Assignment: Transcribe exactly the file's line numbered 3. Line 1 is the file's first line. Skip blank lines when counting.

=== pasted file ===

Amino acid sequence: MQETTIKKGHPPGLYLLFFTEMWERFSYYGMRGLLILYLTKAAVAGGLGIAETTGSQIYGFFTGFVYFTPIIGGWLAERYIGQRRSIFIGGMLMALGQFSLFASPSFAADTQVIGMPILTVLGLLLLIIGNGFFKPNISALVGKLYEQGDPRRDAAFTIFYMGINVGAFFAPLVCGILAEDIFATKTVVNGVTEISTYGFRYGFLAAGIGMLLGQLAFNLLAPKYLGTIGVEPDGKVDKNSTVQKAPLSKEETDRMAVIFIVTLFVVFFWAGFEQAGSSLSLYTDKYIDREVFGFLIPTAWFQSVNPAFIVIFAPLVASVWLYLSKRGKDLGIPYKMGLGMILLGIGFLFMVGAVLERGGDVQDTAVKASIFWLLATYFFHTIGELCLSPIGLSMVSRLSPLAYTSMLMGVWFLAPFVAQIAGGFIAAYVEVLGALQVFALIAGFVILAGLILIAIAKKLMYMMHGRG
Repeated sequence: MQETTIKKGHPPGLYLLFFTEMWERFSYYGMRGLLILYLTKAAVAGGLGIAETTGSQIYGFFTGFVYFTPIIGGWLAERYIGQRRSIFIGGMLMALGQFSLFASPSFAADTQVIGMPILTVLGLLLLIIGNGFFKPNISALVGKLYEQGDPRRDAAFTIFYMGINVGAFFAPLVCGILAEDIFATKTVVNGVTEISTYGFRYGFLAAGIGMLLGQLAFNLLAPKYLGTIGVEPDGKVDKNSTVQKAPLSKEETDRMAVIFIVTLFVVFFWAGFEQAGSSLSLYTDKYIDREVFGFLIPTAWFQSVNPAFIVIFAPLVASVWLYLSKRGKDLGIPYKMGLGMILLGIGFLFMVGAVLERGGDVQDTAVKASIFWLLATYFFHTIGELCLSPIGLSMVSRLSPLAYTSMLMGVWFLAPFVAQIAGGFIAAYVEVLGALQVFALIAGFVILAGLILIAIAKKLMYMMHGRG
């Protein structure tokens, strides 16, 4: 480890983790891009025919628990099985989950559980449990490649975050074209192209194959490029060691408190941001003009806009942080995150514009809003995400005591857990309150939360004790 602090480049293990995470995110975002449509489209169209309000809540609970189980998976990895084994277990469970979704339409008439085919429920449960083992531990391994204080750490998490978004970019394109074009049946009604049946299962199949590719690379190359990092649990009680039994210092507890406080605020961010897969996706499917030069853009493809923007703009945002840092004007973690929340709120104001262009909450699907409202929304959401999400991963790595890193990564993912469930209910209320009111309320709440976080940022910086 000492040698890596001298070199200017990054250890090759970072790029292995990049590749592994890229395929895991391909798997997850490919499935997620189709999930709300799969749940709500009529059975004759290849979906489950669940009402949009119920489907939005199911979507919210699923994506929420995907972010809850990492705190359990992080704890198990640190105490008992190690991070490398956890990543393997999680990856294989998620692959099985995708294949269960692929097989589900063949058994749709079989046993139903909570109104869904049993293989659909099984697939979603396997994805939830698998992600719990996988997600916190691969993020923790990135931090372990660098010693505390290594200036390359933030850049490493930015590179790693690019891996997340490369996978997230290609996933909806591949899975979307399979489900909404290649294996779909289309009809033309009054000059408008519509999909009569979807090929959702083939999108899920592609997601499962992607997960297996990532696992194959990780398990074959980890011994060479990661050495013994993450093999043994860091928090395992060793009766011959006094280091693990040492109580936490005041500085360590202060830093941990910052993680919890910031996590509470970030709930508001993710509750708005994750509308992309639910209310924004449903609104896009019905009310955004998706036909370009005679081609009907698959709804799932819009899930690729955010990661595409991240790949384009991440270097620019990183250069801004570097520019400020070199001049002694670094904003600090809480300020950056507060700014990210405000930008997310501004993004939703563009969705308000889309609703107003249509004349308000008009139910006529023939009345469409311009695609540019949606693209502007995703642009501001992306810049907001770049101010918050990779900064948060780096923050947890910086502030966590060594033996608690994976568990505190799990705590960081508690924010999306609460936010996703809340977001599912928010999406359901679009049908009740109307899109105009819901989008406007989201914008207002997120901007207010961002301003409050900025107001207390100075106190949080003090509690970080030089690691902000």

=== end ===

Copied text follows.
């Protein structure tokens, strides 16, 4: 480890983790891009025919628990099985989950559980449990490649975050074209192209194959490029060691408190941001003009806009942080995150514009809003995400005591857990309150939360004790 602090480049293990995470995110975002449509489209169209309000809540609970189980998976990895084994277990469970979704339409008439085919429920449960083992531990391994204080750490998490978004970019394109074009049946009604049946299962199949590719690379190359990092649990009680039994210092507890406080605020961010897969996706499917030069853009493809923007703009945002840092004007973690929340709120104001262009909450699907409202929304959401999400991963790595890193990564993912469930209910209320009111309320709440976080940022910086 000492040698890596001298070199200017990054250890090759970072790029292995990049590749592994890229395929895991391909798997997850490919499935997620189709999930709300799969749940709500009529059975004759290849979906489950669940009402949009119920489907939005199911979507919210699923994506929420995907972010809850990492705190359990992080704890198990640190105490008992190690991070490398956890990543393997999680990856294989998620692959099985995708294949269960692929097989589900063949058994749709079989046993139903909570109104869904049993293989659909099984697939979603396997994805939830698998992600719990996988997600916190691969993020923790990135931090372990660098010693505390290594200036390359933030850049490493930015590179790693690019891996997340490369996978997230290609996933909806591949899975979307399979489900909404290649294996779909289309009809033309009054000059408008519509999909009569979807090929959702083939999108899920592609997601499962992607997960297996990532696992194959990780398990074959980890011994060479990661050495013994993450093999043994860091928090395992060793009766011959006094280091693990040492109580936490005041500085360590202060830093941990910052993680919890910031996590509470970030709930508001993710509750708005994750509308992309639910209310924004449903609104896009019905009310955004998706036909370009005679081609009907698959709804799932819009899930690729955010990661595409991240790949384009991440270097620019990183250069801004570097520019400020070199001049002694670094904003600090809480300020950056507060700014990210405000930008997310501004993004939703563009969705308000889309609703107003249509004349308000008009139910006529023939009345469409311009695609540019949606693209502007995703642009501001992306810049907001770049101010918050990779900064948060780096923050947890910086502030966590060594033996608690994976568990505190799990705590960081508690924010999306609460936010996703809340977001599912928010999406359901679009049908009740109307899109105009819901989008406007989201914008207002997120901007207010961002301003409050900025107001207390100075106190949080003090509690970080030089690691902000």